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Department of Energy

Energy: Highlights from the Department of Energy’s Quadrennial Technology Review, with Undersecretary of Science, Dr. Steven Koonin

September 29, 2011 @ 6:00 - 7:30 p.m.
Dr. Steven Koonin, Undersecretary of Science from The Department of Energy comes to The Tech Museum to share the highlights of the Department’s key research functions in the broader energy landscape and then answer your questions.
Recommended by the President’s Council on Science and Technology, the Department of Energy’s Quadrennial Technology Review states that the Department’s role is as a source of information and as a convener, two functions that are often underestimated, and, are unique and indispensable in the advancement of energy technologies.
It establishes a framework, utilizing six key strategies, in order to prioritize the Department’s research and development across energy technologies.
The Review finds that DOE should give greater emphasis to the transport sector relative to the stationary sector. Among the transport strategies, DOE will devote its greatest effort to electrification of the vehicle fleet, a sweet spot for pre-competitive DOE R&D. Within the stationary heat and power sector, the QTR finds that DOE should increase emphasis on efficiency and understanding the grid. Finally, it highlights the need for DOE to develop stronger, more integrated policy, economics, and technical analysis of its research and development activities.
About Dr. Steven Koonin:
The Senate confirmed Dr. Steven E. Koonin on May 19, 2009 as the second Undersecretary for Science in the U.S. Department of Energy (DOE). Dr. Koonin brings to the post a distinguished career as a university professor and administrator at the California Institute of Technology (Caltech) as well as experience in industry.
Under Secretary Koonin joined the Caltech faculty in 1975, was a research fellow at the Neils Bohr Institute during 1976 - 1977, and was an Alfred P. Sloan Foundation Fellow during 1977 - 1979. He became a professor of theoretical physics at Caltech in 1981 and served as Chairman of the Faculty from 1989 - 1991. Dr. Koonin was the seventh provost of Caltech (from 1995 - 2004). In that capacity, he was involved in identifying and recruiting 1/3 of the Institute's professorial faculty and left an enduring legacy of academic and research initiatives in the biological, physical, earth, and social sciences, as well as the planning and development of the Thirty-Meter Telescope project.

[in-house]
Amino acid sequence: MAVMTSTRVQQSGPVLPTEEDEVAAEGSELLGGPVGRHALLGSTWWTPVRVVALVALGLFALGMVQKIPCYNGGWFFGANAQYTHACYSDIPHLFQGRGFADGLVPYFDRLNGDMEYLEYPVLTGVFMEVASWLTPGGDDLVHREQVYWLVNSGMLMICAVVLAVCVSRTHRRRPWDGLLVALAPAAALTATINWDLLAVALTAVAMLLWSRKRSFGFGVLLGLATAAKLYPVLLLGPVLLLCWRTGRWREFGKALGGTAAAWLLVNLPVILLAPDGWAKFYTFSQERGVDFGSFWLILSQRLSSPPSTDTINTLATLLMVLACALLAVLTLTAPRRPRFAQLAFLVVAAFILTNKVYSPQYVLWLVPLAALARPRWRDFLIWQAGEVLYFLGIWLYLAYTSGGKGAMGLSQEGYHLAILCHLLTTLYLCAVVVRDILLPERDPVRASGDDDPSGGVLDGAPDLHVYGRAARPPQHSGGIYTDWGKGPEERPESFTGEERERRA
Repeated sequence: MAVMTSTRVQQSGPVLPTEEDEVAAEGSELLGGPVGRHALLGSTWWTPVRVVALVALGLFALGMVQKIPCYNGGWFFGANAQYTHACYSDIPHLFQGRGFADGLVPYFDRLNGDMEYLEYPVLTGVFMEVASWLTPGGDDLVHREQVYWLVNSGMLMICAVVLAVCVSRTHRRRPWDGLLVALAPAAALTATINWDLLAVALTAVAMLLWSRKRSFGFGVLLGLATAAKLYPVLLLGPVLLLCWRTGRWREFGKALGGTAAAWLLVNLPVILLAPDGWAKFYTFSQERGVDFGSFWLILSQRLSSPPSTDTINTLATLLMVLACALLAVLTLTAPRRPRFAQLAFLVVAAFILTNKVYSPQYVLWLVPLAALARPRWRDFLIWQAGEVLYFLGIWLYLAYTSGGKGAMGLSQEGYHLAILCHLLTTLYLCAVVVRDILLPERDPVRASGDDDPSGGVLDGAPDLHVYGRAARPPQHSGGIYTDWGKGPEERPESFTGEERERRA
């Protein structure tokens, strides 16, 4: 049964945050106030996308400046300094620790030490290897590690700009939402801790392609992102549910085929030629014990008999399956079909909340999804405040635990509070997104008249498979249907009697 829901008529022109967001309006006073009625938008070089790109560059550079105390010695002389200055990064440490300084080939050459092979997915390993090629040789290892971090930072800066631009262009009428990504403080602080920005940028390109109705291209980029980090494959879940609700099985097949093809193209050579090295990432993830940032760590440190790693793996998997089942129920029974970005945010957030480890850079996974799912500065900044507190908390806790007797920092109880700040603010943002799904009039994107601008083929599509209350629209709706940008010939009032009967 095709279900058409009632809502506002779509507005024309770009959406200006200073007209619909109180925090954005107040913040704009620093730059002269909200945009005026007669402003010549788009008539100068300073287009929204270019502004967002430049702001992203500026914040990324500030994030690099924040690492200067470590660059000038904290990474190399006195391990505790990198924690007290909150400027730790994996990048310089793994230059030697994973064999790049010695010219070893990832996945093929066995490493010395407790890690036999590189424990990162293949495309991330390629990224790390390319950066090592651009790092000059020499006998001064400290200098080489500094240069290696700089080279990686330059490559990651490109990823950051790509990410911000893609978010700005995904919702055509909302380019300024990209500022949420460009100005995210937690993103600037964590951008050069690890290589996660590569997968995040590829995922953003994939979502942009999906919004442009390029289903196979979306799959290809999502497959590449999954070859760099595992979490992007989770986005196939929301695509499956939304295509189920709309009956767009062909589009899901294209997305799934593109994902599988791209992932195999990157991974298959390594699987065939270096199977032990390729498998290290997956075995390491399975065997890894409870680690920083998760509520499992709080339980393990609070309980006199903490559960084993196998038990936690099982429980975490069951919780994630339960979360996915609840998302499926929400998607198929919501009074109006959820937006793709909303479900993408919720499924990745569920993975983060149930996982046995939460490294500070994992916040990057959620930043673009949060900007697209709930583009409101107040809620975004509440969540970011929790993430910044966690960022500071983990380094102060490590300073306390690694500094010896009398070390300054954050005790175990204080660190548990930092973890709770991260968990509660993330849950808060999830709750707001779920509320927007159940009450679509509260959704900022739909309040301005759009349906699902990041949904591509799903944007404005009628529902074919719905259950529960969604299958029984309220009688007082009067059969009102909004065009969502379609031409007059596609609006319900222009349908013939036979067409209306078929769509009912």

As the Chief Scientist at BP between 2004 and early 2009, Dr. Koonin developed the long-range technology strategy for alternative and renewable energy sources. He managed the firm's university-based research programs and played a central role in establishing the Energy Biosciences Institute at the University of California Berkeley, the Lawrence Berkeley National Laboratory, and the University of Illinois at Urbana-Champaign.
Dr. Koonin's research interests have included nuclear astrophysics; theoretical nuclear, computational, and many-body physics; and global environmental science. He has been involved in scientific computing throughout his career and is a strong advocate for research into renewable energies and alternate fuel sources. His academic research in computational and nuclear physics has impacted the direction of science both nationally and internationally.
Born in Brooklyn, New York, Dr. Koonin received his B.S. in Physics from Caltech in 1972, worked as a summer graduate student at Los Alamos from 1972-1975 and received his Ph.D. in Theoretical Physics from the Massachusetts Institute of Technology (MIT) in 1975. Dr. Koonin married his wife, Laurie, in 1975. They have three grown children, Anna, Alyson, and Benjamin.